The ideal king would be rather like the king in chess: the most useless piece on the board, which occupies its square simply to prevent any other piece from doing so, but which is somehow still the whole game. There is something positively sacramental about its strategic impotence. And there is something blessedly gallant about giving one’s wholehearted allegiance to some poor inbred ditherer whose chief passions are Dresden china and the history of fly-fishing, but who nonetheless, quite ex opere operato, is also the bearer of the dignity of the nation, the anointed embodiment of the genius gentis—a kind of totem or, better, mascot.
From here. Linked by Mark Horne.
This is one of the several reasons why I appreciate constitutional monarchy.
Do you think it’s a biblical model of kingship?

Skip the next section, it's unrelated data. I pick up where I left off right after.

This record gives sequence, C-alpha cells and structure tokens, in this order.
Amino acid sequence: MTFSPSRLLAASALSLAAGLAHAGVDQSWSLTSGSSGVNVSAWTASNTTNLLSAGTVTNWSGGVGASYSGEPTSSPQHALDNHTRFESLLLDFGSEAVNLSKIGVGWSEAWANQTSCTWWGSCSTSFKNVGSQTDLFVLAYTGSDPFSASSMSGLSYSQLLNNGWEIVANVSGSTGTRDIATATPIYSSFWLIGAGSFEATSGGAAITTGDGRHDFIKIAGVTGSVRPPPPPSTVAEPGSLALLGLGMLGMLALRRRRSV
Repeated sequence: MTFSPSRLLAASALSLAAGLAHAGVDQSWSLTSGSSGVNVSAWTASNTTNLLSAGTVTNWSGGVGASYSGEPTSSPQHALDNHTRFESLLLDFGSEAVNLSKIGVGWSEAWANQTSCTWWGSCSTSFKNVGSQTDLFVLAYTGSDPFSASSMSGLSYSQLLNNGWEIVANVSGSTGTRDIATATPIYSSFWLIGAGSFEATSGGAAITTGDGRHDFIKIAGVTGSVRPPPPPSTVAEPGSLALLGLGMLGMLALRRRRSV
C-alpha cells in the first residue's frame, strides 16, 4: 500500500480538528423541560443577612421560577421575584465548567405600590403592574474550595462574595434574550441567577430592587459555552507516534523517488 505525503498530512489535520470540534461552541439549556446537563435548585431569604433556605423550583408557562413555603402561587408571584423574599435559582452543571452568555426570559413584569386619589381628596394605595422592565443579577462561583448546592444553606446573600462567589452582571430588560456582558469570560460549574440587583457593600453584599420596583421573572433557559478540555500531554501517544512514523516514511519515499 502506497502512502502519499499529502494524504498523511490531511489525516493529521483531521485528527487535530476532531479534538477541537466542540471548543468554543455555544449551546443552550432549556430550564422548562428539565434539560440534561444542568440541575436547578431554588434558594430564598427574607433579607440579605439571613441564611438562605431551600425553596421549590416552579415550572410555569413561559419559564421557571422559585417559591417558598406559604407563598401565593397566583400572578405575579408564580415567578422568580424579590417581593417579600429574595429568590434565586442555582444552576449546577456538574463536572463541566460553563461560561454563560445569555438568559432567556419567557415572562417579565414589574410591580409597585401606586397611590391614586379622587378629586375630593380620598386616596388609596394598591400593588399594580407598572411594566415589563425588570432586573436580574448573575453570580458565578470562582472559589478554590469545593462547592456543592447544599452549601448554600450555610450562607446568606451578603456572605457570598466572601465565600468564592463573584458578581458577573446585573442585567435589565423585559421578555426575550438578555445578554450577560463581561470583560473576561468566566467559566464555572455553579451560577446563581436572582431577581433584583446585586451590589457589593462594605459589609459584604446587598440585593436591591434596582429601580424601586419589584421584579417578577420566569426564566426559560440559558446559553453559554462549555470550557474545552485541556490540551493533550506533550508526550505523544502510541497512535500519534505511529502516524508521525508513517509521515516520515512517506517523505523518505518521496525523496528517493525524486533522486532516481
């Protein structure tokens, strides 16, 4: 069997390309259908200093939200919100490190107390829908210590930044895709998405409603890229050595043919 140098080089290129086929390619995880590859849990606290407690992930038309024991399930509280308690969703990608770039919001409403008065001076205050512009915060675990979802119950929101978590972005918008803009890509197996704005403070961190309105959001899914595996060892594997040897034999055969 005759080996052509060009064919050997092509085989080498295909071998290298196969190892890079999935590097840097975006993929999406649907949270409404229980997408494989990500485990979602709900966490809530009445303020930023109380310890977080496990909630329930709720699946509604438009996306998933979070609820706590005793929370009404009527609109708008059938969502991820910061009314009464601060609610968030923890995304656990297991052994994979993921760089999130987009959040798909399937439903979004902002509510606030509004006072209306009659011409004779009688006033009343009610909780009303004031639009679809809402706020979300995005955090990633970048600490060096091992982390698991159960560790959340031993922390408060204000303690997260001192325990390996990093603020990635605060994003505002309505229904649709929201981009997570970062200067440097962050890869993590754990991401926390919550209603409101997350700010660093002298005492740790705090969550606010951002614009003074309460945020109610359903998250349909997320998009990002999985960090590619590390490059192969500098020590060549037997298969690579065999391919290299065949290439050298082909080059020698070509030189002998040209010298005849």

Yes, I think that it is a model congruent with biblical convictions in key respects. I also believe that a monarchy can serve to uphold certain realities that are given importance in Scripture to an extent that many other systems of government don’t. I don’t believe that it is a biblically illustrated or mandated model of kingship, though. It definitely isn’t the biblical model of kingship. I believe that we have significant creative freedom regarding the manner of government appropriate to each people afforded to us within the norms established by Scripture.